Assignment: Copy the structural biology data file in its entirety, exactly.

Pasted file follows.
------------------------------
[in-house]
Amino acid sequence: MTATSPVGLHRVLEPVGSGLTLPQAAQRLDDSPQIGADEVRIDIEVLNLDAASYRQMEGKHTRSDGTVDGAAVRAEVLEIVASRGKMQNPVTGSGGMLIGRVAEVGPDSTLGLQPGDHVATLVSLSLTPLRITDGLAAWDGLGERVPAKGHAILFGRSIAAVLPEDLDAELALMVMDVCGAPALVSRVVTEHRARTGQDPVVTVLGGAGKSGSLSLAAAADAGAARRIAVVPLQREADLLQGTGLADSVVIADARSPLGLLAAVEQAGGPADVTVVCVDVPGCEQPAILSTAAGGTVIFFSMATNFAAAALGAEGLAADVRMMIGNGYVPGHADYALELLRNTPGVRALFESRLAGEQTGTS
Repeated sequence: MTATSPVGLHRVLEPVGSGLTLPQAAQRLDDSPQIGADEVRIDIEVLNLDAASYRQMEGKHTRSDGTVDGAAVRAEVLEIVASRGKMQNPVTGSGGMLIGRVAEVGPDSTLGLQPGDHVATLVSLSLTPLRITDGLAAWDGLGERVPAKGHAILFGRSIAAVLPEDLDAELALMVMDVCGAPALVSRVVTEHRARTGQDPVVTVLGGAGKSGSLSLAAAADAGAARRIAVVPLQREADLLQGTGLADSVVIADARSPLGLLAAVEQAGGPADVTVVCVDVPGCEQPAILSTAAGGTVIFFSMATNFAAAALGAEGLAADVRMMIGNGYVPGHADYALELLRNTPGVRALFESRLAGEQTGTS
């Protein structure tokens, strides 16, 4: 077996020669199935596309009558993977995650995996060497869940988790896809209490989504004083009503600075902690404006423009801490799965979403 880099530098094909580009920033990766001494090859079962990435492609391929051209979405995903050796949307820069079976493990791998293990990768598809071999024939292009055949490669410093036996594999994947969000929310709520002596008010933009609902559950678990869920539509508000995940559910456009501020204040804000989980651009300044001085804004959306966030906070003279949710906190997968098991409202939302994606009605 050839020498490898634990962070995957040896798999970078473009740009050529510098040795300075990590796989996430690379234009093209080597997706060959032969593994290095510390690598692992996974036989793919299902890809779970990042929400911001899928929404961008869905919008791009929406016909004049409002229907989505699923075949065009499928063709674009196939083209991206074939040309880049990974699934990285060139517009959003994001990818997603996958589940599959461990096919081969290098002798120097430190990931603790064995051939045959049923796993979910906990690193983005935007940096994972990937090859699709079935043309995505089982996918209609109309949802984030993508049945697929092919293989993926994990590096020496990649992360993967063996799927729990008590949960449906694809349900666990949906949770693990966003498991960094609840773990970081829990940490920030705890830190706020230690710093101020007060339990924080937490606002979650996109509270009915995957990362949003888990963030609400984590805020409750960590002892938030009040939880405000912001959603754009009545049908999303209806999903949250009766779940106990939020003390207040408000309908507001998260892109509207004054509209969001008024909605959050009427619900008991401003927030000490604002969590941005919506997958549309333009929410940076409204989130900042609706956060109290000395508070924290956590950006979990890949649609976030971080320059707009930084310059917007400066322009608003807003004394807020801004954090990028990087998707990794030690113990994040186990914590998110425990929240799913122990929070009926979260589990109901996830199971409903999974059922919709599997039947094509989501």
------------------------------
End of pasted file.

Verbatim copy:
[in-house]
Amino acid sequence: MTATSPVGLHRVLEPVGSGLTLPQAAQRLDDSPQIGADEVRIDIEVLNLDAASYRQMEGKHTRSDGTVDGAAVRAEVLEIVASRGKMQNPVTGSGGMLIGRVAEVGPDSTLGLQPGDHVATLVSLSLTPLRITDGLAAWDGLGERVPAKGHAILFGRSIAAVLPEDLDAELALMVMDVCGAPALVSRVVTEHRARTGQDPVVTVLGGAGKSGSLSLAAAADAGAARRIAVVPLQREADLLQGTGLADSVVIADARSPLGLLAAVEQAGGPADVTVVCVDVPGCEQPAILSTAAGGTVIFFSMATNFAAAALGAEGLAADVRMMIGNGYVPGHADYALELLRNTPGVRALFESRLAGEQTGTS
Repeated sequence: MTATSPVGLHRVLEPVGSGLTLPQAAQRLDDSPQIGADEVRIDIEVLNLDAASYRQMEGKHTRSDGTVDGAAVRAEVLEIVASRGKMQNPVTGSGGMLIGRVAEVGPDSTLGLQPGDHVATLVSLSLTPLRITDGLAAWDGLGERVPAKGHAILFGRSIAAVLPEDLDAELALMVMDVCGAPALVSRVVTEHRARTGQDPVVTVLGGAGKSGSLSLAAAADAGAARRIAVVPLQREADLLQGTGLADSVVIADARSPLGLLAAVEQAGGPADVTVVCVDVPGCEQPAILSTAAGGTVIFFSMATNFAAAALGAEGLAADVRMMIGNGYVPGHADYALELLRNTPGVRALFESRLAGEQTGTS
């Protein structure tokens, strides 16, 4: 077996020669199935596309009558993977995650995996060497869940988790896809209490989504004083009503600075902690404006423009801490799965979403 880099530098094909580009920033990766001494090859079962990435492609391929051209979405995903050796949307820069079976493990791998293990990768598809071999024939292009055949490669410093036996594999994947969000929310709520002596008010933009609902559950678990869920539509508000995940559910456009501020204040804000989980651009300044001085804004959306966030906070003279949710906190997968098991409202939302994606009605 050839020498490898634990962070995957040896798999970078473009740009050529510098040795300075990590796989996430690379234009093209080597997706060959032969593994290095510390690598692992996974036989793919299902890809779970990042929400911001899928929404961008869905919008791009929406016909004049409002229907989505699923075949065009499928063709674009196939083209991206074939040309880049990974699934990285060139517009959003994001990818997603996958589940599959461990096919081969290098002798120097430190990931603790064995051939045959049923796993979910906990690193983005935007940096994972990937090859699709079935043309995505089982996918209609109309949802984030993508049945697929092919293989993926994990590096020496990649992360993967063996799927729990008590949960449906694809349900666990949906949770693990966003498991960094609840773990970081829990940490920030705890830190706020230690710093101020007060339990924080937490606002979650996109509270009915995957990362949003888990963030609400984590805020409750960590002892938030009040939880405000912001959603754009009545049908999303209806999903949250009766779940106990939020003390207040408000309908507001998260892109509207004054509209969001008024909605959050009427619900008991401003927030000490604002969590941005919506997958549309333009929410940076409204989130900042609706956060109290000395508070924290956590950006979990890949649609976030971080320059707009930084310059917007400066322009608003807003004394807020801004954090990028990087998707990794030690113990994040186990914590998110425990929240799913122990929070009926979260589990109901996830199971409903999974059922919709599997039947094509989501």